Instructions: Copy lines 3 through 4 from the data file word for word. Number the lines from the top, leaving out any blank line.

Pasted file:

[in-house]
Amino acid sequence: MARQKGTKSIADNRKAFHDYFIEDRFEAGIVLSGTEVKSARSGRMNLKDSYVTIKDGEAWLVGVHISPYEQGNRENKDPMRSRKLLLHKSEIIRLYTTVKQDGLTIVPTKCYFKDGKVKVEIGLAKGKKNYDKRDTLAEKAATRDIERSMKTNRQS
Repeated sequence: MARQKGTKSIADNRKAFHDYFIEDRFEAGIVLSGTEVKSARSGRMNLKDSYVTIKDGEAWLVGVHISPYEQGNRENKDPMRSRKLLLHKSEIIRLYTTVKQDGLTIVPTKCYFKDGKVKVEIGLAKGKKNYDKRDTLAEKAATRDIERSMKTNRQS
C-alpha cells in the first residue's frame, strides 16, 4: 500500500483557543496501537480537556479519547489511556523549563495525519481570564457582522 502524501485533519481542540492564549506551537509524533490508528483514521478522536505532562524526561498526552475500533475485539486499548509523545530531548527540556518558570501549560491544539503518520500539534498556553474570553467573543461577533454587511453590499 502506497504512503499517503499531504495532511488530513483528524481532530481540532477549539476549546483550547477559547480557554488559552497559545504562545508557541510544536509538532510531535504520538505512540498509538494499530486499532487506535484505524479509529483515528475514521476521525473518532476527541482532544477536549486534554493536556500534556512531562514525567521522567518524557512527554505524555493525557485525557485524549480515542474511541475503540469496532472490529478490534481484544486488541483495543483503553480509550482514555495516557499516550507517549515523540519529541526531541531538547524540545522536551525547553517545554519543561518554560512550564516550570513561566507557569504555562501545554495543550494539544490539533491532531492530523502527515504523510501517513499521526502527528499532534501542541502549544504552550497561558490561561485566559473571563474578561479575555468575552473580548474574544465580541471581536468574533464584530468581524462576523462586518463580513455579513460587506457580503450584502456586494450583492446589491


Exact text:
Repeated sequence: MARQKGTKSIADNRKAFHDYFIEDRFEAGIVLSGTEVKSARSGRMNLKDSYVTIKDGEAWLVGVHISPYEQGNRENKDPMRSRKLLLHKSEIIRLYTTVKQDGLTIVPTKCYFKDGKVKVEIGLAKGKKNYDKRDTLAEKAATRDIERSMKTNRQS
C-alpha cells in the first residue's frame, strides 16, 4: 500500500483557543496501537480537556479519547489511556523549563495525519481570564457582522 502524501485533519481542540492564549506551537509524533490508528483514521478522536505532562524526561498526552475500533475485539486499548509523545530531548527540556518558570501549560491544539503518520500539534498556553474570553467573543461577533454587511453590499 502506497504512503499517503499531504495532511488530513483528524481532530481540532477549539476549546483550547477559547480557554488559552497559545504562545508557541510544536509538532510531535504520538505512540498509538494499530486499532487506535484505524479509529483515528475514521476521525473518532476527541482532544477536549486534554493536556500534556512531562514525567521522567518524557512527554505524555493525557485525557485524549480515542474511541475503540469496532472490529478490534481484544486488541483495543483503553480509550482514555495516557499516550507517549515523540519529541526531541531538547524540545522536551525547553517545554519543561518554560512550564516550570513561566507557569504555562501545554495543550494539544490539533491532531492530523502527515504523510501517513499521526502527528499532534501542541502549544504552550497561558490561561485566559473571563474578561479575555468575552473580548474574544465580541471581536468574533464584530468581524462576523462586518463580513455579513460587506457580503450584502456586494450583492446589491